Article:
The plot of the current Main Street Players’ production will have you wondering what is real and what is a dream – though at times it feels like a nightmare.
The cast tackles Lee Blessing’s “Black Sheep,” under the direction of Brandon Urrutia, a play told in one act and 21 scenes.
“Black Sheep” tells the story of Carl, recently released from prison and played by Kyran Wright. He moves in with his aunt Serene, played by Jennifer Leah, and his uncle Nelson, acted by Michael Vadnal.
Urrutia said that audiences should come with an open mind and be ready to laugh.
The cast is rounded out by Serene and Nelson’s son Max played by Anthony Wolff and his girlfriend Elle, performed by Lucy Lopez.
Carl is the focus of the show and Wright doesn’t leave the stage for almost the entire 90 minutes of the show.
Wright portrays the confusion that the audience may be feeling through his facial expressions, so keep an eye on him.
Nelson first tells Carl “they shouldn’t have tried you an adult,” which makes the audience wonder what happened.
It isn’t until about four scenes in that we find out Carl accidentally shot and killed his white half-brother after a tussle when they were kids.
Wright delivers a monologue with a lot of raw emotion that really makes the audience feel for the Carl character.
Throughout the show, Wright is both lighthearted and serious with his portrayal of Carl. He feels real and three-dimensional, compared to the other characters who are drawn as caricatures of self-centered, wealthy people.
The show has underlying themes of racism, money and class division.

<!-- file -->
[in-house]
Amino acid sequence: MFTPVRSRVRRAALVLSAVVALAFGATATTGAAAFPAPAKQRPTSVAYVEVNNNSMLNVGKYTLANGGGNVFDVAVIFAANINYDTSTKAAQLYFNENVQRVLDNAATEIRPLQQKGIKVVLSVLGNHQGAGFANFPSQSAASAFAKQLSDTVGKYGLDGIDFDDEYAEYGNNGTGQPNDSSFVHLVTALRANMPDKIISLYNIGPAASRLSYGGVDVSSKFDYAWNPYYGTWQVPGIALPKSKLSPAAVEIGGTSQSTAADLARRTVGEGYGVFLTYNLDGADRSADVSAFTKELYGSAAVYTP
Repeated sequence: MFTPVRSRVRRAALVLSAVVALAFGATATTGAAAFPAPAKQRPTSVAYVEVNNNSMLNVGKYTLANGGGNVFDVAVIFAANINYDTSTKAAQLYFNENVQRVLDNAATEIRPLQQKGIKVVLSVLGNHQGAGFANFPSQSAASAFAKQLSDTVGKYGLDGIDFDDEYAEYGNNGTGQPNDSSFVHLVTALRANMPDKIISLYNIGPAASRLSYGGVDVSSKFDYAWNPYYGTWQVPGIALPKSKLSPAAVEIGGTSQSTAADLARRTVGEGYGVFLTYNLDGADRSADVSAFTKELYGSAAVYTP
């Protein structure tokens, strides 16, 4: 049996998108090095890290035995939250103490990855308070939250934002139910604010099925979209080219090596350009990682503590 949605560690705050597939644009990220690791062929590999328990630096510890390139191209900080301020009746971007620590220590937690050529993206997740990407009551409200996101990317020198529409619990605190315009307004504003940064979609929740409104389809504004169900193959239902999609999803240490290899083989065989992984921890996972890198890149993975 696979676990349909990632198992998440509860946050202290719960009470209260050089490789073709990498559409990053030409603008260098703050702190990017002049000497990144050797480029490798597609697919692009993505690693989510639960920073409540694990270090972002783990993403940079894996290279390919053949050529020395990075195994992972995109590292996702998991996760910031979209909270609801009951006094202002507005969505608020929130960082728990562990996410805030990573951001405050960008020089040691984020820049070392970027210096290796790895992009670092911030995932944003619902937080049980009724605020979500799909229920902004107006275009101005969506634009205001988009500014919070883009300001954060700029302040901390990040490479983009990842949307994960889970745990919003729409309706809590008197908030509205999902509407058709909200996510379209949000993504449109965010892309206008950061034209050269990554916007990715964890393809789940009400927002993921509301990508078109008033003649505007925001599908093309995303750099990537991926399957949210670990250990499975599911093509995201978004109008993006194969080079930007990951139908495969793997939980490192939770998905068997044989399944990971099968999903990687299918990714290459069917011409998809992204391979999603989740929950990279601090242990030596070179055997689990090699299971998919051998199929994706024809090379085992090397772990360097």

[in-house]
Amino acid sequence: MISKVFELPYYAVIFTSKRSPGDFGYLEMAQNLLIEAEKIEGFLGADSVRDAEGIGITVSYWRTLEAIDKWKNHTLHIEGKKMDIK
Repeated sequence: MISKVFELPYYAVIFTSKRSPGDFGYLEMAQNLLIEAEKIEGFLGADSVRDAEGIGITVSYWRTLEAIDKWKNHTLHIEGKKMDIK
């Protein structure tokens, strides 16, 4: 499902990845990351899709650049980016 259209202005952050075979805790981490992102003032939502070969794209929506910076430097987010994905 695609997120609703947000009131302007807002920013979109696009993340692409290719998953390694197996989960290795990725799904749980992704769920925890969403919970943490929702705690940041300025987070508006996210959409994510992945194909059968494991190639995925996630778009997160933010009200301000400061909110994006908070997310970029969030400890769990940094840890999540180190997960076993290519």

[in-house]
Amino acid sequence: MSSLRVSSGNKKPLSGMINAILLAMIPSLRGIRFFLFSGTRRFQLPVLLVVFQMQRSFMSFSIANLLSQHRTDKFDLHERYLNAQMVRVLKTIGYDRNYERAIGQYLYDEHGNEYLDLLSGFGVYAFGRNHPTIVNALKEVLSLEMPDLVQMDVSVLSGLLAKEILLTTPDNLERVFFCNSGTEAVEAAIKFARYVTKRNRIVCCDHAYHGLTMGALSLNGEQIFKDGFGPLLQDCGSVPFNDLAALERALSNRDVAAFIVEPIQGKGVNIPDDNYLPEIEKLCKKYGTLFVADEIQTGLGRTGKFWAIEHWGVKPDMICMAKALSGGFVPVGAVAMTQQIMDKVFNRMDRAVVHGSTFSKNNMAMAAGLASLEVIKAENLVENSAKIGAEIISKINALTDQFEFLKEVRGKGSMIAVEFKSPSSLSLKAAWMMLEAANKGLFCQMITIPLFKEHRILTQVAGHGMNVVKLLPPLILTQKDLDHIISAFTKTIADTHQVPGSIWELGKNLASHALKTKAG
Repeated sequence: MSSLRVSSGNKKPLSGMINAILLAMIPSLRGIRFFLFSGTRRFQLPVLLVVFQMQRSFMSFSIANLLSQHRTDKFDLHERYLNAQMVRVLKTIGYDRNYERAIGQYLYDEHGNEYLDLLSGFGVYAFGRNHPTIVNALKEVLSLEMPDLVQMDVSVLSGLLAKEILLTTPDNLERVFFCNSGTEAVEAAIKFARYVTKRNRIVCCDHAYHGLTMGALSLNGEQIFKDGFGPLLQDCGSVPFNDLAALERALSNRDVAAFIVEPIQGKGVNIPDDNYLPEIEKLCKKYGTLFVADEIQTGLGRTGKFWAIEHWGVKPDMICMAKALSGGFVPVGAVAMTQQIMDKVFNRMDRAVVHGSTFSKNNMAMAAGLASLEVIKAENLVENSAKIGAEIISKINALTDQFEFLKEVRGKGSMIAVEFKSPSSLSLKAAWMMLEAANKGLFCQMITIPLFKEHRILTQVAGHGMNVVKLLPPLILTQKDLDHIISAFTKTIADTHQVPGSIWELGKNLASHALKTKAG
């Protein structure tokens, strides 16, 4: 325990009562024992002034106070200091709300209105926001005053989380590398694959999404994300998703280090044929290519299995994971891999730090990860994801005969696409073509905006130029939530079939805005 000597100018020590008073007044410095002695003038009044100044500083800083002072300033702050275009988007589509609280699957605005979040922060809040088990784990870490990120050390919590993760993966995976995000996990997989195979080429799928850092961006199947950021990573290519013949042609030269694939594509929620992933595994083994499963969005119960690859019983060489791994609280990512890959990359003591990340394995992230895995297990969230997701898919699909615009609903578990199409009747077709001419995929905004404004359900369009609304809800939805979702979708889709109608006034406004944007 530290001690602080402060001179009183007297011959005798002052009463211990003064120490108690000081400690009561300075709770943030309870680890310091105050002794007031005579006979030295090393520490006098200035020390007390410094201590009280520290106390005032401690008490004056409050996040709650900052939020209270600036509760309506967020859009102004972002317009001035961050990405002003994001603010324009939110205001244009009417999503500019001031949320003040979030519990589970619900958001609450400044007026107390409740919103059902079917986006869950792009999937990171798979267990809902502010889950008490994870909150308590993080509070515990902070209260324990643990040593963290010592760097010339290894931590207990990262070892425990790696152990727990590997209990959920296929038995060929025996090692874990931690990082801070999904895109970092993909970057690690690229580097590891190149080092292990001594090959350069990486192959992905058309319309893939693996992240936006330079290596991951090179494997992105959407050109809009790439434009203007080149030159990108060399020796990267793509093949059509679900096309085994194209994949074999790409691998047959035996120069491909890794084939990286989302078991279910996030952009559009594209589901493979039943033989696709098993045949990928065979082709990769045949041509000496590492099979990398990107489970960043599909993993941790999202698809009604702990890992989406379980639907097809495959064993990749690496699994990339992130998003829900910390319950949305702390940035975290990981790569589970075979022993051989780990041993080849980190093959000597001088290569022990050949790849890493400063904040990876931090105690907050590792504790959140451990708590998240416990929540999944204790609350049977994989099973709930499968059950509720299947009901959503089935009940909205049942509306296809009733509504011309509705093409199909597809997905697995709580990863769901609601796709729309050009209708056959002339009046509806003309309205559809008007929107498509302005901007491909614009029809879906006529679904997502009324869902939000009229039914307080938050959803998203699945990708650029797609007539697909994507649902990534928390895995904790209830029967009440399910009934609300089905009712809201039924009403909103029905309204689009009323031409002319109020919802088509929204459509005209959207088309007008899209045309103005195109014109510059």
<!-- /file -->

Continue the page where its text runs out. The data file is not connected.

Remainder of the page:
The family is very chaotic, which makes the viewer wonder if they’re like this or if we’re experiencing this through Carl’s eyes.
Vadnal’s Nelson is eccentric and almost disconnected. His world revolves around his goings on and what he hopes to use Carl for: The murders of Serene and Max.
Vadnal has excellent delivery and his character’s memory loss during one scene it well acted and as confusing for the audience as it is for his character.
Leah’s portrayal of Serene is just as eccentric as Vadnal’s Nelson.
Her lines are delivered in a friendly tone which carry a feeling of malice beneath the surface.
Like Nelson, Serene wants to murder her own son, but why stop there? She wants her husband Nelson gone too.
The couple want an inheritance to go to Carl instead of their son Max or each other.
Meanwhile Wolff as Max is everything you expect from a spoiled rich kid who has never had to struggle a day in his life.
As you get to know Max, you realize why the other characters, including Elle his girlfriend, would rather he was knocked off, too.
Lopez’s portrayal of Elle is one that is very much in line with a young woman who cares only about her looks and money. Lopez is fun, she is light-hearted but with a sharp edge.
At the end the show takes a strange turn, leaving the audience to decide whether what they have seen is real or a fantasy.
“Black Sheep” runs through Aug. 14 at the Main Street Playhouse, 6812 Main St. Tickets are $25 - $30. Visit www.mainstreetplayers.com.